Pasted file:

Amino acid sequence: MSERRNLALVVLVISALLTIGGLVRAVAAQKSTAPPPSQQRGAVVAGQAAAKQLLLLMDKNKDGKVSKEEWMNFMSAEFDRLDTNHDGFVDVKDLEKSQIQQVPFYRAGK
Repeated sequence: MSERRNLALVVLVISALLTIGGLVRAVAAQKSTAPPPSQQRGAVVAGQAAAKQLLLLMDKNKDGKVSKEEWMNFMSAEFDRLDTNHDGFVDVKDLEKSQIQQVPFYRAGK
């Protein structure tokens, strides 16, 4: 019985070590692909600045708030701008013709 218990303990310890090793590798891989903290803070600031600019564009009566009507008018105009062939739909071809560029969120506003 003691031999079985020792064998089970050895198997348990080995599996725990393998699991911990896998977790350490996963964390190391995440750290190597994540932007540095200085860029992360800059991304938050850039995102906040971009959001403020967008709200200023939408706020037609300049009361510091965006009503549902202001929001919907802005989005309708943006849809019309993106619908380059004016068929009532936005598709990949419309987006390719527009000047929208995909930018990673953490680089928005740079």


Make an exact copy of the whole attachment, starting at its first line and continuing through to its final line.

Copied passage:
Amino acid sequence: MSERRNLALVVLVISALLTIGGLVRAVAAQKSTAPPPSQQRGAVVAGQAAAKQLLLLMDKNKDGKVSKEEWMNFMSAEFDRLDTNHDGFVDVKDLEKSQIQQVPFYRAGK
Repeated sequence: MSERRNLALVVLVISALLTIGGLVRAVAAQKSTAPPPSQQRGAVVAGQAAAKQLLLLMDKNKDGKVSKEEWMNFMSAEFDRLDTNHDGFVDVKDLEKSQIQQVPFYRAGK
């Protein structure tokens, strides 16, 4: 019985070590692909600045708030701008013709 218990303990310890090793590798891989903290803070600031600019564009009566009507008018105009062939739909071809560029969120506003 003691031999079985020792064998089970050895198997348990080995599996725990393998699991911990896998977790350490996963964390190391995440750290190597994540932007540095200085860029992360800059991304938050850039995102906040971009959001403020967008709200200023939408706020037609300049009361510091965006009503549902202001929001919907802005989005309708943006849809019309993106619908380059004016068929009532936005598709990949419309987006390719527009000047929208995909930018990673953490680089928005740079």